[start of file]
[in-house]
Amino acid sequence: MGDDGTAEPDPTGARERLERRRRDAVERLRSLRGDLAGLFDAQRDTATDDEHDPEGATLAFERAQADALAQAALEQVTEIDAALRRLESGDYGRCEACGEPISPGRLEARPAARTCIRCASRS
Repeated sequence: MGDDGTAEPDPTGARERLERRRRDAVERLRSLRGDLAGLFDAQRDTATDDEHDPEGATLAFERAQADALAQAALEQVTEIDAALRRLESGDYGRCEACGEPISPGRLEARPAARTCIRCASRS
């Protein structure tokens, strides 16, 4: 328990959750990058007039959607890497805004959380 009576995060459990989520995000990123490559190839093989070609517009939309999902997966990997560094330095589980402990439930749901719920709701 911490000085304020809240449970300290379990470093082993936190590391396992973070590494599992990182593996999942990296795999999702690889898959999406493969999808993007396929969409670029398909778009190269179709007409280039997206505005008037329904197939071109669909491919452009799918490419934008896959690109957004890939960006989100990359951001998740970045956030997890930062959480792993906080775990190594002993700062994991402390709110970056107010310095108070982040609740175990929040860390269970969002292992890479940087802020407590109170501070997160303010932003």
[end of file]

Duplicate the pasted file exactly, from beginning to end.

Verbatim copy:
[in-house]
Amino acid sequence: MGDDGTAEPDPTGARERLERRRRDAVERLRSLRGDLAGLFDAQRDTATDDEHDPEGATLAFERAQADALAQAALEQVTEIDAALRRLESGDYGRCEACGEPISPGRLEARPAARTCIRCASRS
Repeated sequence: MGDDGTAEPDPTGARERLERRRRDAVERLRSLRGDLAGLFDAQRDTATDDEHDPEGATLAFERAQADALAQAALEQVTEIDAALRRLESGDYGRCEACGEPISPGRLEARPAARTCIRCASRS
């Protein structure tokens, strides 16, 4: 328990959750990058007039959607890497805004959380 009576995060459990989520995000990123490559190839093989070609517009939309999902997966990997560094330095589980402990439930749901719920709701 911490000085304020809240449970300290379990470093082993936190590391396992973070590494599992990182593996999942990296795999999702690889898959999406493969999808993007396929969409670029398909778009190269179709007409280039997206505005008037329904197939071109669909491919452009799918490419934008896959690109957004890939960006989100990359951001998740970045956030997890930062959480792993906080775990190594002993700062994991402390709110970056107010310095108070982040609740175990929040860390269970969002292992890479940087802020407590109170501070997160303010932003």